Although Poussin would not have had to rely on cryptic imagery of any kind if, like so many thoughtful people of his time, he had combined views derived from the Stoics with perfectly conventional Christian beliefs, he could nonetheless have chosen to paint pictures capable of conveying some particular significance to those who shared his views—views inaccessible to us, and perhaps even to contemporaries outside his own restricted circle of cultivated friends. This was, in essence, Blunt’s conception of him, and it is one that has been constantly repeated in later studies. The trouble is that it is almost as hard to unravel the philosophical principles that influenced the life and art of this so-called “peintre-philosophe” as it is to gauge the orthodoxy of his religious faith.

Malcolm Bull has pointed out how perfunctory are the allusions in Poussin’s (surviving) letters to the Stoical values that, we are told, meant so much to him.15 Those values were certainly not called upon for reassurance when he had to confront problems that caused him serious anxiety: it is instructive to compare the almost hysterical letter that he wrote in 1645, well after his return to Rome, when he heard that the French were trying to repossess the house in Paris that had been assigned to him on his visit there a few years earlier, with a famous letter of Rubens describing his agonized struggle, and failure, to seek comfort in the doctrines of Stoicism after the death of his beloved first wife in 1626.16 It is, of course, easier to adhere to Stoicism in theory, and to enjoin it on others, than to practice it oneself at times of great distress, and it is certainly true that some of Poussin’s noblest paintings (having to do with the death of the Athenian general Phocion and with Diogenes) were inspired by heroes who were deeply admired by the Stoics.

This, however, is hardly surprising because Stoic subjects were popular with nearly all the leading painters of the time. It is, indeed, more surprising to discover (as Bull has also noted) just how few were the specifically Stoic themes treated by Poussin; for to define as an example of Stoicism any story that pits restraint against indulgence, virtue against temptation, is to deprive the term of all significance. Blunt’s conception was far more profound than that. He argued that it was the Stoics who gave the traditional myths a new lease on life by transforming them into allegories of the physical phenomena of the Universe. What seems to us to be so intensely moving and, sometimes, so intensely mysterious about the late mythological pictures of Poussin results from the genius with which he was able to create convincing imagery to illustrate doctrines that to us are obscure or pedamic, but that to him and his friends were doubtless of real significance.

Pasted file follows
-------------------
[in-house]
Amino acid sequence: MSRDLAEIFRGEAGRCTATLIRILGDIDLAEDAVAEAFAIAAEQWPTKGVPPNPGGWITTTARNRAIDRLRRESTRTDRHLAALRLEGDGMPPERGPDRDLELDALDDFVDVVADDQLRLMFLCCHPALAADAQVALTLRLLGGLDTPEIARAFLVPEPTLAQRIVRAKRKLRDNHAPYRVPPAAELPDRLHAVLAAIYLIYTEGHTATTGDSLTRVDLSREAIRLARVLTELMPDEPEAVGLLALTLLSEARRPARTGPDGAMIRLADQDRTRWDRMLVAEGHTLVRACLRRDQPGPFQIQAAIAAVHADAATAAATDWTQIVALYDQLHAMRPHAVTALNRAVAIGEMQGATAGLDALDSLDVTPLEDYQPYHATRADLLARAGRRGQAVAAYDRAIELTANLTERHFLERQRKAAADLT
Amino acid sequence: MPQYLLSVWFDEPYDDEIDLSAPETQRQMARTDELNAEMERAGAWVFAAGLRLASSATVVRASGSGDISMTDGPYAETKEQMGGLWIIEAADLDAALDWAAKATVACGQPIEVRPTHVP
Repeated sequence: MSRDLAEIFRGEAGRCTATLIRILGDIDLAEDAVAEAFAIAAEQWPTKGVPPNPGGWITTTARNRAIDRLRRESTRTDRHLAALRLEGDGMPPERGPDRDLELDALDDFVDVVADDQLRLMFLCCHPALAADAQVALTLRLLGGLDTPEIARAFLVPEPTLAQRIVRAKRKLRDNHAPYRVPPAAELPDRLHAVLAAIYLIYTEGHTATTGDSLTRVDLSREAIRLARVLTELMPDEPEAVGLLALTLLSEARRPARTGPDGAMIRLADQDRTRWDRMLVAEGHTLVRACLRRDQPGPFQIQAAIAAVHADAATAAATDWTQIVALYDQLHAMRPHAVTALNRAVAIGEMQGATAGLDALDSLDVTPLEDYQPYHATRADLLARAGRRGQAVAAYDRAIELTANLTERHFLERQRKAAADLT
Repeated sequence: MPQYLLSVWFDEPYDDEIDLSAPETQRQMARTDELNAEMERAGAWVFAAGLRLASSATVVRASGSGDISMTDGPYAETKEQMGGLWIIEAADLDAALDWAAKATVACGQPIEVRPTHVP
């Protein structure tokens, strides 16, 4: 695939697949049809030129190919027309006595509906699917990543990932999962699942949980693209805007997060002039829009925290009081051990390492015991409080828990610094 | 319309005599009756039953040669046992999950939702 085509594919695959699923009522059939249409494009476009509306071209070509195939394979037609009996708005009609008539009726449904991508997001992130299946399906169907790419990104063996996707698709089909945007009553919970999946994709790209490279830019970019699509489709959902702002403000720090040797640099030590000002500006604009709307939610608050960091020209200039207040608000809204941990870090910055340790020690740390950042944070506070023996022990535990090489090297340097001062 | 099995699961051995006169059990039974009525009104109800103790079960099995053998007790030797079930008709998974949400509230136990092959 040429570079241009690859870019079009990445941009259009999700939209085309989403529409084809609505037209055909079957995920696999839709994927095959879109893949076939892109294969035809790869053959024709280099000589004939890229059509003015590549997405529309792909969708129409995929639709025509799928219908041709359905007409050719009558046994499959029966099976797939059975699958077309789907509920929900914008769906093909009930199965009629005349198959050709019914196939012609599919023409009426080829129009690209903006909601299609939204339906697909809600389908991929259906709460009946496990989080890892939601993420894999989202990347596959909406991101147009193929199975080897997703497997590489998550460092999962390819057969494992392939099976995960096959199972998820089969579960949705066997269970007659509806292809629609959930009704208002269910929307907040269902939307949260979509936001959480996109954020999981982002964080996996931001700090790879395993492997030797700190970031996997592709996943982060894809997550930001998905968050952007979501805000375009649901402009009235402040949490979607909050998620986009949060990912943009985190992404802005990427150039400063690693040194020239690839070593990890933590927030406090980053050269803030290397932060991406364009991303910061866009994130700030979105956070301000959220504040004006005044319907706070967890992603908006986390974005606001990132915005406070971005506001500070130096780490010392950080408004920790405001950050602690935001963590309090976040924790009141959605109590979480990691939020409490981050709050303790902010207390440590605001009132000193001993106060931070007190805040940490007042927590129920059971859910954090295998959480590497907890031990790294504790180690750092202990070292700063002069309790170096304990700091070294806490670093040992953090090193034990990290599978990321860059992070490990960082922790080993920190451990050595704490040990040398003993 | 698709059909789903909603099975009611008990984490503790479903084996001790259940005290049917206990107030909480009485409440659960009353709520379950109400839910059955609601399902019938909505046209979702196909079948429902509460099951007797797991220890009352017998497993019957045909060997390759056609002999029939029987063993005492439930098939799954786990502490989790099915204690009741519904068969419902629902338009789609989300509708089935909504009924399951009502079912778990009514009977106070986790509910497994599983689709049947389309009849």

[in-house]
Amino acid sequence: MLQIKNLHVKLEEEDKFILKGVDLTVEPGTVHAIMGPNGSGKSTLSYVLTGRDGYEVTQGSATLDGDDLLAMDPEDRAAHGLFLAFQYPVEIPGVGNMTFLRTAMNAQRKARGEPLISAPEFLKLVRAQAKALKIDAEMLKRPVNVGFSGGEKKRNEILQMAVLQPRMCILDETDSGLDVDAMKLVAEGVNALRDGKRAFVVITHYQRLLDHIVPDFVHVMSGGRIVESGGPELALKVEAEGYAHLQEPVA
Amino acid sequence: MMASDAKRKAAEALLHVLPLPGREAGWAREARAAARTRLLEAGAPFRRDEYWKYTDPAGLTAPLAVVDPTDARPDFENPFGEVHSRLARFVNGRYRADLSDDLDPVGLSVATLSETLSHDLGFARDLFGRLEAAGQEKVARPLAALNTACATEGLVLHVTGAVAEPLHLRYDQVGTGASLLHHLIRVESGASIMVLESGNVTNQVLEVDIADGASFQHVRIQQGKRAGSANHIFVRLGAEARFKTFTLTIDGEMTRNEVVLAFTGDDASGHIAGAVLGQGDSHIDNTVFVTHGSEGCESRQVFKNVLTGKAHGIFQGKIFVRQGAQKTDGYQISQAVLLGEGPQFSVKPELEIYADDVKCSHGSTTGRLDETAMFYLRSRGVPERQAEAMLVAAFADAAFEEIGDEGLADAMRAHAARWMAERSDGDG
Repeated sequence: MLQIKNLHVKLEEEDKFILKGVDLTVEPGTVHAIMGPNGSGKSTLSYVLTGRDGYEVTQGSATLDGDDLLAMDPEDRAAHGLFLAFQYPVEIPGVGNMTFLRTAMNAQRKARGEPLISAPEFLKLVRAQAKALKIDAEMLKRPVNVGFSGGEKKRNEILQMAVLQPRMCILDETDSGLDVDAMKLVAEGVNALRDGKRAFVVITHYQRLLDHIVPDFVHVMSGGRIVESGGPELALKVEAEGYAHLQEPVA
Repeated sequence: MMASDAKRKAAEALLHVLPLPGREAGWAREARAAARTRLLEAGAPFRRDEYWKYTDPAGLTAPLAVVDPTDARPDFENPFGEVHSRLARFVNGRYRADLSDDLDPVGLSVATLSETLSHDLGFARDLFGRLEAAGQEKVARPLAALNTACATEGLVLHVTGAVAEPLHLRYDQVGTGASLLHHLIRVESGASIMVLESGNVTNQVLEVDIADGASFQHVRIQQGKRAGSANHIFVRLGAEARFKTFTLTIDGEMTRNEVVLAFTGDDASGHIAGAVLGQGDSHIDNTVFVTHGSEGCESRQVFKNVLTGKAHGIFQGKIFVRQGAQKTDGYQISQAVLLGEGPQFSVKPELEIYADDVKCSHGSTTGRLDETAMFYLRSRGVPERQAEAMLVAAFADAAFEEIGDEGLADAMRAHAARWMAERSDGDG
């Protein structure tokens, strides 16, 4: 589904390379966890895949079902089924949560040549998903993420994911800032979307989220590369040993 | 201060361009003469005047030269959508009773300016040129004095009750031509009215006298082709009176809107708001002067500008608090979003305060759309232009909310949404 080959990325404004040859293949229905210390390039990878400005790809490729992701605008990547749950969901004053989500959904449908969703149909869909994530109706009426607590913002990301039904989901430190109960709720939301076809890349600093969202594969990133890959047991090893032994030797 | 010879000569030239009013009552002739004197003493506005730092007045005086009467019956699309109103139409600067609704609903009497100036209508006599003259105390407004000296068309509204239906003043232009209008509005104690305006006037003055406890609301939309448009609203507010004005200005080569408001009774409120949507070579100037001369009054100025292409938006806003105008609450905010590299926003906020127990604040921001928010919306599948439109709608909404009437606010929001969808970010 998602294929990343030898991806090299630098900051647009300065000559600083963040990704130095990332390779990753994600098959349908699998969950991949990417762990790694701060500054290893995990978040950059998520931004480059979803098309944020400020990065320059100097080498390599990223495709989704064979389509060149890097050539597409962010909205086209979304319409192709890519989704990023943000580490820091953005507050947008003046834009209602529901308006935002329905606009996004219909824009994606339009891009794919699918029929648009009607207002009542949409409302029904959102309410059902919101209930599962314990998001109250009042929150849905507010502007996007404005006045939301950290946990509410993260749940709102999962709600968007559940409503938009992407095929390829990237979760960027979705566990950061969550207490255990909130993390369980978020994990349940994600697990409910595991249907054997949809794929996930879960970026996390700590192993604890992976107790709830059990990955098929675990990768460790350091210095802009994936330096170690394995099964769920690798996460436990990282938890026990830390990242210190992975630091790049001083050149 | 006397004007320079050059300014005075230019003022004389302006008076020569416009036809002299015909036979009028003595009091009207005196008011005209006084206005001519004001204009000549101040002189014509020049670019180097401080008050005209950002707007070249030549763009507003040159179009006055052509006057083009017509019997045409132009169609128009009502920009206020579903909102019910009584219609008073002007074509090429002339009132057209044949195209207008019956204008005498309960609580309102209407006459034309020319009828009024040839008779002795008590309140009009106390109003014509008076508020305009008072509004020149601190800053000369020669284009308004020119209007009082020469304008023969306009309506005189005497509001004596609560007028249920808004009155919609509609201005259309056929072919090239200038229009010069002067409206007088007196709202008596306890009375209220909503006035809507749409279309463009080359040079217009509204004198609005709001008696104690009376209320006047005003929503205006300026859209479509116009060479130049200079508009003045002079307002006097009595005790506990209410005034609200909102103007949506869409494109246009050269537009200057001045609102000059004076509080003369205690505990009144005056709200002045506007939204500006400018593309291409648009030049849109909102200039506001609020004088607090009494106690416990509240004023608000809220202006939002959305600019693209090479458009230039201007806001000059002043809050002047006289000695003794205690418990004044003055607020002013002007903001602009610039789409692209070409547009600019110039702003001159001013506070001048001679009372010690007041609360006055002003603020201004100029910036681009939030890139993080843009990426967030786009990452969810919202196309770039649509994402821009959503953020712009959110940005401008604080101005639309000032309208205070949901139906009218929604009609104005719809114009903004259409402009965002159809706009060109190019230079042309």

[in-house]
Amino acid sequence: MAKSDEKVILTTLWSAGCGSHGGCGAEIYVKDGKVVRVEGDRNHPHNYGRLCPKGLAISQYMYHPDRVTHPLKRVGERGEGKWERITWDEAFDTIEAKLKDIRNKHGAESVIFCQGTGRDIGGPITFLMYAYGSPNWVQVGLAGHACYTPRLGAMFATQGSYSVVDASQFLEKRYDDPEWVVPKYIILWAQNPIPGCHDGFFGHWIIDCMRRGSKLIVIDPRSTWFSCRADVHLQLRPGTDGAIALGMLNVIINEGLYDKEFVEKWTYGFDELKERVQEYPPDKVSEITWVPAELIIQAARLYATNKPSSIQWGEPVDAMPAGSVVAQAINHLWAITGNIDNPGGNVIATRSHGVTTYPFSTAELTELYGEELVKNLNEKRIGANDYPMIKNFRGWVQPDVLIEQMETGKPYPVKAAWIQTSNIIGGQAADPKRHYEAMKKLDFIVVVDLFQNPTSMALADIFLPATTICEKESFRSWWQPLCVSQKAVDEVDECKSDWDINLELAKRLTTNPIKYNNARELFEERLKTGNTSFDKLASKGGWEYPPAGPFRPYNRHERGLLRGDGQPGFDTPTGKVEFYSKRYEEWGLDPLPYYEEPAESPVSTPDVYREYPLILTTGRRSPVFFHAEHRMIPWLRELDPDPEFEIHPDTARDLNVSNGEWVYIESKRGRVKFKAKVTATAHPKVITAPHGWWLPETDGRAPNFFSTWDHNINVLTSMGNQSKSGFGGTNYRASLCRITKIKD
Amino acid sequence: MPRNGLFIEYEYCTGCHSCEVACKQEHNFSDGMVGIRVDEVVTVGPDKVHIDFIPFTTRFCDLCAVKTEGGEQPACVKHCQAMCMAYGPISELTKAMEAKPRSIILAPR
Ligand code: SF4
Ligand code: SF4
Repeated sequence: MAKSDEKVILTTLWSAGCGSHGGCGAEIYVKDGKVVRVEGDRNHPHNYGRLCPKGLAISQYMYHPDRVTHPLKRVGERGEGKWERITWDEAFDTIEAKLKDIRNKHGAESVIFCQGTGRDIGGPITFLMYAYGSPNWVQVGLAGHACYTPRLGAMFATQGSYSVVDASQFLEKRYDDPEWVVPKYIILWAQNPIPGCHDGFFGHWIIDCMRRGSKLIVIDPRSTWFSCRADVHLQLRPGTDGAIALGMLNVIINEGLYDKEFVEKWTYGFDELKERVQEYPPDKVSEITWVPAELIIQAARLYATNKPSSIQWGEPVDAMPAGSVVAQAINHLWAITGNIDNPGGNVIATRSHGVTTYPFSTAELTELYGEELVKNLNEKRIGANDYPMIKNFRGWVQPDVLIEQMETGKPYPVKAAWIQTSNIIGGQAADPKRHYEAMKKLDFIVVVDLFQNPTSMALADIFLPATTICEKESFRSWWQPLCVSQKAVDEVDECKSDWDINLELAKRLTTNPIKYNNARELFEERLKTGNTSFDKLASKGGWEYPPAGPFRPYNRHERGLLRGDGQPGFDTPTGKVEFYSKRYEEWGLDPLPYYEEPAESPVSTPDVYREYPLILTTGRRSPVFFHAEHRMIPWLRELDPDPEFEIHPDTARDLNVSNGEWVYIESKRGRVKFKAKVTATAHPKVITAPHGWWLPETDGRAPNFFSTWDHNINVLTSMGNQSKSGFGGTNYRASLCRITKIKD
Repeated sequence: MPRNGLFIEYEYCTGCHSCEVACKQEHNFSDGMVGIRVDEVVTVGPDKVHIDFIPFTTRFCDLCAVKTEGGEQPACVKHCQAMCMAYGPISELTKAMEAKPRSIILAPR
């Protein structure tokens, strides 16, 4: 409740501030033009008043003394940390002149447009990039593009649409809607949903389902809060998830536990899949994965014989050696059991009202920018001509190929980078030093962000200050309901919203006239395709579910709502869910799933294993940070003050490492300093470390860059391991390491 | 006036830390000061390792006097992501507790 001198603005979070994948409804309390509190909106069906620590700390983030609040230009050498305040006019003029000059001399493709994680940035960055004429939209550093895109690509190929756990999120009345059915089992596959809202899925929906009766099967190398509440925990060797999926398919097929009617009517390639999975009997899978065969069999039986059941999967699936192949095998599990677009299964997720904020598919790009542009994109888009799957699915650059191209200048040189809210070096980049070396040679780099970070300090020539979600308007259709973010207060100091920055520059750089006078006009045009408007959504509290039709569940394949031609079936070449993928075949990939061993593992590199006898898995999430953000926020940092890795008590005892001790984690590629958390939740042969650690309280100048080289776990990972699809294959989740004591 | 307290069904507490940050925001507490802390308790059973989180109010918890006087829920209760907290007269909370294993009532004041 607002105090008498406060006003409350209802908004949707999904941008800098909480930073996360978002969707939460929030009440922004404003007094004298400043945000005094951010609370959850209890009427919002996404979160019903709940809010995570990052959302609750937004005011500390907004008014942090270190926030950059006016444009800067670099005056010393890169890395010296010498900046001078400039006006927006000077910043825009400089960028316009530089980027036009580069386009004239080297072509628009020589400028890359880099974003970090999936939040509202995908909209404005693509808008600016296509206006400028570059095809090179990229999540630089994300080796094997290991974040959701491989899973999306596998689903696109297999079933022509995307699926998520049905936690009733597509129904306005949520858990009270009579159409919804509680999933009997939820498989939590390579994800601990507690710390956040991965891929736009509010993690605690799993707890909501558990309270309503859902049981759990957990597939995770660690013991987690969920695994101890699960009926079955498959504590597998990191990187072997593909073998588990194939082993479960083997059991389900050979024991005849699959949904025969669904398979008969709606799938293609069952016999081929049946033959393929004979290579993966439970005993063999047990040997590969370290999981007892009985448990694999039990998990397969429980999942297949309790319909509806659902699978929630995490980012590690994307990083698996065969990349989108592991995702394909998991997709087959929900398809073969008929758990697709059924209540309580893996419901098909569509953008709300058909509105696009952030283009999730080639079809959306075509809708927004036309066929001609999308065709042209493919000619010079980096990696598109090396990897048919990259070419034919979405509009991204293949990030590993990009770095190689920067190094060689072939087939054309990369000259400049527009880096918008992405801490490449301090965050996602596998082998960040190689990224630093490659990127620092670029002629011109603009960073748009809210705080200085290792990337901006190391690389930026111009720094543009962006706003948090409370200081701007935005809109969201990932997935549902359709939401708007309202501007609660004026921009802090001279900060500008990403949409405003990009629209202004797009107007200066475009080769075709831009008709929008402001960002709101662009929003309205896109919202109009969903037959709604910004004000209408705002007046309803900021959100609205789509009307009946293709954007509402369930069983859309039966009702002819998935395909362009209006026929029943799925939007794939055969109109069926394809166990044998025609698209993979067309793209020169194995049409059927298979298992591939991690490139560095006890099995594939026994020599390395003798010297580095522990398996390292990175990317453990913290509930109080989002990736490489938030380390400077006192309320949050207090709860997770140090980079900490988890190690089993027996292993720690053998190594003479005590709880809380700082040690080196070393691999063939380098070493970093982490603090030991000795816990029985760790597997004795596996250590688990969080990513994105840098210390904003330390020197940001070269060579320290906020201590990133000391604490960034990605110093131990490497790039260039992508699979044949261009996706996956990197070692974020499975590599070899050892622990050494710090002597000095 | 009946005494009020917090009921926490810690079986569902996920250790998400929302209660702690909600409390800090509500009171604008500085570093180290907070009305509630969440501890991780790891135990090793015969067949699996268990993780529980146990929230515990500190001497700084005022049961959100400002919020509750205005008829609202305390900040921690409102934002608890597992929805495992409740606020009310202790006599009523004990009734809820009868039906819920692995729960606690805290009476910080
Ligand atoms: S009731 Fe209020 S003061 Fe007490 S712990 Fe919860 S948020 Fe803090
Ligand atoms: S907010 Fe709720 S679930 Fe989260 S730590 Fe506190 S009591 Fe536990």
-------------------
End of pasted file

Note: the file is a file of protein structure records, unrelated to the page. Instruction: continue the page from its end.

No picture is more haunting from this point of view than the wonderful Landscape with Orion (in the Metropolitan Museum), in which the blind giant, with Cedalion perched on his shoulders, strides clumsily—for he has to rely on his guides—toward the rays of the healing sun (see page 43). In 1944 E.H. Gombrich identified the literary sources of the painting in a famous article17—“just four pages long!” notes Rosenberg, whose wistful exclamation mark provides a telling comment on the endless and turgid sophistry through which he must have had to wade else-where when writing his catalog. Gombrich demonstrated that this picture had initially been stimulated by one described in late antiquity by the Greek writer Lucian, but that Poussin had also drawn on an elaborate explanation of the myth of Orion provided by the sixteenth-century Italian mythographer Natale Conti (Natalis Comes, as he chose to call him-self). This accounted for certain details in Poussin’s painting that were not recorded in the version Lucian claimed to have seen. Moreover, basing himself on the assumptions of the Stoics, Comes interpreted the whole myth in terms of meteorological phenomena: “The circulation of water in nature, which begins with the rising cloud around Orion and returns to the earth in the form of rain once it has touched the moon,”18 as Richard Verdi writes in his entry for the picture in the London exhibition catalog.

Gombrich’s seminal researches which, as Blunt correctly pointed out, “gave the clue to the meaning of the whole group of [late mythological] paintings” inevitably encouraged scholars to assume that Poussin was accustomed to making use of arcane symbolism in order to convey esoteric concepts which would be comprehensible only to a learned elite. In fact, this is just the conclusion that we are not entitled to draw, for, in a passage that has been ignored by all those who have drawn on his discussion of the picture, Gombrich points out that the Mythology of Natalis Comes was “one of the most popular reference books in vogue with poets and artists.”